Colorado’s senators denounced the Trump administration’s "no tolerance" illegal immigration policy that caused migrant families to be separated along the U.S.-Mexico border.
Both Republican Cory Gardner and Democrat Michael Bennet have both called for the Trump administration to end its "no tolerance" policy.
Sen. Gardner released a letter he and 11 other Republican senators sent to Attorney General Jeff Sessions Tuesday.
That letter read in part, "The immediate cause of the crisis is your Department’s recent institution of a “zero tolerance” policy under which all adults who enter the United States illegally are referred for prosecution, regardless of whether such individuals are claiming asylum and regardless of whether they are accompanied by minor children."
Senators Orin Hatch (R-UT), John McCain (R-AZ), Pat Roberts (R-KS), Susan Collins (R-ME), Lisa Murkowski (R-AK), Bob Corker (R-TN), Lamar Alexander (R-TN), John Boozman (R-AR), Dean Heller (R-NV), James Lankford (R-OK), and Bill Cassidy (R-LA) also signed on to the letter.
Democratic Sen. Michael Bennet released a statement of his own Monday, which criticized the Trump administration’s handling of immigration.
“Their separation policy undermines our most sacred values as Americans, fails to keep our country safer, and causes unnecessary trauma for thousands of children and families. Every member of Congress must stand up for these children by demanding that the administration end its policy now.”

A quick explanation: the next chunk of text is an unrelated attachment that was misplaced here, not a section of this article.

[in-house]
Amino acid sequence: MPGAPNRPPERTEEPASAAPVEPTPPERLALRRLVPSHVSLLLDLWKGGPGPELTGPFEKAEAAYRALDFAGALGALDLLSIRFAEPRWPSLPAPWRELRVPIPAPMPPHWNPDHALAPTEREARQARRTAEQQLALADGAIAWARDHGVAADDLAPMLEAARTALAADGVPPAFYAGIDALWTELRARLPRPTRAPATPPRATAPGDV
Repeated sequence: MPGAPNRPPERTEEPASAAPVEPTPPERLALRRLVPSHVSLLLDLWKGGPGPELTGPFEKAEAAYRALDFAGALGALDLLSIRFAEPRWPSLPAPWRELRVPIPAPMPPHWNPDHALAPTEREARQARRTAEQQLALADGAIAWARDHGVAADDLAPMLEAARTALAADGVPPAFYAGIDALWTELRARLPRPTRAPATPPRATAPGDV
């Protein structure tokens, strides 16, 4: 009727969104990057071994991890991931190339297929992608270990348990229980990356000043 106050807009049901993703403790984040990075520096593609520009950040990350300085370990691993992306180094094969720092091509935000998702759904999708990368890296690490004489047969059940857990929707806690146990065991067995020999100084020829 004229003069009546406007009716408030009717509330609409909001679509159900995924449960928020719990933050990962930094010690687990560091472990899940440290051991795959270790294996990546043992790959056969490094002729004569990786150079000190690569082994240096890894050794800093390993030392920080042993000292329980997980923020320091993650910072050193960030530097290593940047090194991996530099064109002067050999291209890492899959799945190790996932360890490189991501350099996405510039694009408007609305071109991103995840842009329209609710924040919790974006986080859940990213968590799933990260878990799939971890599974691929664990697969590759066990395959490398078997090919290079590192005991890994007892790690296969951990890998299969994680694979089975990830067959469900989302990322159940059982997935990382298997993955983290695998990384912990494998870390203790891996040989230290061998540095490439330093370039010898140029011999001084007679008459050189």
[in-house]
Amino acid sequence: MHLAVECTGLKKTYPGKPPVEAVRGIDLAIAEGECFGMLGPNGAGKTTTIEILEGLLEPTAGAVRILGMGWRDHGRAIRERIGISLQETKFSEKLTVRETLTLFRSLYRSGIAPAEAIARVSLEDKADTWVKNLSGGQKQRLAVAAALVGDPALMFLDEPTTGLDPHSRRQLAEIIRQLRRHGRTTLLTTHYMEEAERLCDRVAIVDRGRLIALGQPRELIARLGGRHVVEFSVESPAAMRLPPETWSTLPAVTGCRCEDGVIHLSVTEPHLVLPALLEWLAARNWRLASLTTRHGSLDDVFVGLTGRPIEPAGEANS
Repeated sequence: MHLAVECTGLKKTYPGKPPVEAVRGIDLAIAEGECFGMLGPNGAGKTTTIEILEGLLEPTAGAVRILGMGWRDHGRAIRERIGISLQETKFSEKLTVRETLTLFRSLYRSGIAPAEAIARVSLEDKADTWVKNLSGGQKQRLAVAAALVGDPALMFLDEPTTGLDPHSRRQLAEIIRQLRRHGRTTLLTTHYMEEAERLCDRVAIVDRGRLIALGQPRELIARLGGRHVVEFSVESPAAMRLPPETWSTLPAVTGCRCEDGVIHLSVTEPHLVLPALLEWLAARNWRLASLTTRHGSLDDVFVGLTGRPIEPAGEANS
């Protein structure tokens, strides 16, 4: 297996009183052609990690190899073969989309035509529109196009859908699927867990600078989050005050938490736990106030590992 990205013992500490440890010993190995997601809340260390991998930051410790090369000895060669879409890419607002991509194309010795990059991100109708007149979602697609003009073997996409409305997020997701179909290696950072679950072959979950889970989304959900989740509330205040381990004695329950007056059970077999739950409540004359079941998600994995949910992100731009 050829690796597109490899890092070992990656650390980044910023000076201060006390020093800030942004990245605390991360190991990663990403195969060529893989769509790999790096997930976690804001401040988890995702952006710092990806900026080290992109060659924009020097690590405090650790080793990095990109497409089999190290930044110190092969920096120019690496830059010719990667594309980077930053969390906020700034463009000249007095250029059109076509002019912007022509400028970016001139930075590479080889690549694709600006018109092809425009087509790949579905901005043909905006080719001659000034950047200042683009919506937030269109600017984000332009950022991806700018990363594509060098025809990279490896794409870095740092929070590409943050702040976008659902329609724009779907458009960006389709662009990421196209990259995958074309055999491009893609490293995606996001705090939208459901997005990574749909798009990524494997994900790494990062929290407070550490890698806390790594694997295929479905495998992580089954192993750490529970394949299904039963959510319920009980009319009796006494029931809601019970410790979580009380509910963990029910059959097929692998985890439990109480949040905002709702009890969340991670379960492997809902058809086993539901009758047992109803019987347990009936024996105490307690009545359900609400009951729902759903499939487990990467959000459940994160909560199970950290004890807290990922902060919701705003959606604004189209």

Bennet also added that he and another 39 senators sent a letter of their own demanding President Trump end the separation policy.
The President has insisted that he cannot stop the separation of families alone, and that it will require a solution from Congress.
On Tuesday, the President said he had a "great meeting" with House Republicans Tuesday afternoon and signaled support for two immigration bills being considered in Congress.
The Associated Press reports Trump said, "I am behind you so much. We need the wall." during the closed door meeting.
The AP also reports that a White House Official told them that Trump would also consider a stand-alone bill to prevent more children being separated from their families at the border.
The position appears to be a departure from Monday, when White House spokeswoman Sarah Huckabee Sanders declined to voice support for a narrower fix, saying: "We want to fix the entire system. We don’t want to just tinker with it."
However, Republican Tennessee Senator Lamar Alexander said a legislative fix is not needed to stop the policy, and that it’s President Trump’s decision to continue or stop it.
GOP Sen. Alexander on family separation policy:
— NBC News (@NBCNews) June 19, 2018
Alexander also said he wants to vote on a bill to secure the border and create a status for illegal immigrants already in the United States.